Future Skills …

… a fascinating insight into our thoughts about the future of knowledge, science, living and working environments.

That was a fantastic start for our futureSKILLs project, the workshop last Thursday. And so many new ideas and perspectives. Truly extraordinary. Many thanks to everyone who was involved in preparation, implementation and evaluation.

What can and eventually will develop from this is not yet foreseeable. So here are just some of the thoughts that came up, completely unfiltered and written spontaneously in the blog post:

The amount of available knowledge is constantly increasing, which is fascinating, and it is becoming more and more important to know knowledge can be applied.

A rope, intertwined on the workshop table. What is the task? Stretch it as long as you can, simply a straight line? Roll it up neatly to save as much space as possible? Or just leave it as it is and see what ideas this tangled strings can give you? The biological evolution stores its inventions in tangled strands of molecules. A good idea for our knowledge, too?

In just a few hundred years, a complex, increasingly interconnected system of technologies has emerged. The machines we constructed and those we will construct in the future will do a lot of work for us, that is the expectation. — This old dream of humans: a life without labor and toil. — Already today the machines are relieving us of physical labor in many ways. In a number of cases, they are also doing or supporting mental work and it is becoming increasingly important to understand what happens in and with the systems that our technologically gifted, innovative and inventive ancestors and contemporaries have created and are creating. They usually do it with the aim of making life easier. Often driven by the urge for profit, power and prestige. All motives that psychologists should like to take a closer look at and whose effects on the social systems in which we, the sensory beings designed for community, live, face enormous challenges, currently already and probably even more so in the future. The set of skills and competencies that we need for the world that we are growing into, to that we are shaping from our present now, will therefore be a diverse one, far more than just technical and technocratic knowledge.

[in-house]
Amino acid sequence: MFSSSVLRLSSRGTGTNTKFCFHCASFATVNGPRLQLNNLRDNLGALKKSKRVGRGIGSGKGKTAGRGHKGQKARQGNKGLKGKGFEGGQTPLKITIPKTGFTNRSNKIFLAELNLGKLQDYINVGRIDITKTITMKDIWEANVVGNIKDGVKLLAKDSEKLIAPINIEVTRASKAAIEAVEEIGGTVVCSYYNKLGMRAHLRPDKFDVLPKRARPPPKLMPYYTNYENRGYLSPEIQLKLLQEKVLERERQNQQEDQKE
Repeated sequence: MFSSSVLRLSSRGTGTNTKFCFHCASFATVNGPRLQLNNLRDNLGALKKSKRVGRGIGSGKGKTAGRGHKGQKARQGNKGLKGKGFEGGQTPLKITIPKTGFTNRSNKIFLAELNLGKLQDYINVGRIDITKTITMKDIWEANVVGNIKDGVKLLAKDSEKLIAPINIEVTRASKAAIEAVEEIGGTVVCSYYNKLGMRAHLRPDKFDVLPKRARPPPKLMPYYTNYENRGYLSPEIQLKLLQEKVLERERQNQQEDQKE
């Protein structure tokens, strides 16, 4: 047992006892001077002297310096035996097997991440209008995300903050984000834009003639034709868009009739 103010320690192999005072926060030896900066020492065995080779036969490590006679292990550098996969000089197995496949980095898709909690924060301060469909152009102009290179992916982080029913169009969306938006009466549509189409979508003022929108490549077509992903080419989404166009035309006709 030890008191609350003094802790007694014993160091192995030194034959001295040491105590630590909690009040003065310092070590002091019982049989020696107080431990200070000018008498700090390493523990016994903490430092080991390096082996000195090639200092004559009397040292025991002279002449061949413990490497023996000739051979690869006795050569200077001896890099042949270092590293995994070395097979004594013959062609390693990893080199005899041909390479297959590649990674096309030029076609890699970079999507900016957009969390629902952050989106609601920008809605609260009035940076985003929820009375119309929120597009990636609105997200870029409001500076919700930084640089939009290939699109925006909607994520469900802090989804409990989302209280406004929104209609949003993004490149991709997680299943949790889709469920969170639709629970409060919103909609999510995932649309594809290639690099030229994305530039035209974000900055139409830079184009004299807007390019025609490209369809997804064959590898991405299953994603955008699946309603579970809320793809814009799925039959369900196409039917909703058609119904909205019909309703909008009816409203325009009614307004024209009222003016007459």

In any case, technology, this wisdom science of the encountered world insights’ application, opens up amazing perspectives. For example, the machine I use to write a letter, an invoice or a novel can also be used to control a fully automated industrial production plant, a rolling mill or a large bakery, for example. In the recording studio, I use this machine to produce music. If I connect several of these machines together in a well-cooled rack to form a cluster, I can use them to render a high-resolution movie.

Currently, a lot is being written and discussed about future skills in the German education landscape. Much of this is an echo of the international debate. Some of it is specific to the structures of how education and knowledge acquisition are organized in Germany. The classic terms from the concept of key skills have now been joined by buzzwords such as digital literacy and artificial intelligence.

In the workshop, we asked ourselves about the durability of these terms and what lies behind them. The discussion about autonomous driving is not that old and, at least at the moment, has completely faded into the background. Hardly anyone is still hoping for blockchain as the patent solution for redesigning the way we make contracts or do business. And just like blockchain, the AI systems that are currently so hyped are also consuming vast amounts of energy at a time when we are painfully aware of the finite nature of the resources we consume. This raises the question of whether it makes sense to use the energy required by several detached houses to generate an 800 x 800 pixel image of a cat. Keywords indeed do have a very limited expiry date.

The scientific, the intellectual, method behind all these developments is mathematics. Computer science, the science that also operates and researches digitization processes, is a branch of applied mathematics and almost everything we do with the machines we have built is based on this type of mathematical application. The algorithm that filters the noise from the presenter’s announcement in the recording studio is the same formula that removes the noise from my cell phone photo.

In the workshop, the idea emerged that the knowledge we will need and the ability we should have to apply this knowledge will have a universal character: a fundamental understanding of the world and the ability to develop new skills based on this understanding. An interconnected matrix of creating something new and a new way of dealing with the newly created. In the Renaissance, there was the ideal of the universal genius, the man educated in all the sciences and arts and active in all these fields. Architect and painter, musician and manager. Perhaps we are entering a new Renaissance. This time, in a reflective, figurative sense, a new return to Antiquity, this epoch of intellectual history in which critically reflected free thinking was of such great importance.

Therefore, to conclude, a reading recommendation: Carlo Rovelli: Anaximander: And the Nature of Science. London 2023. ISBN ‎9780241635049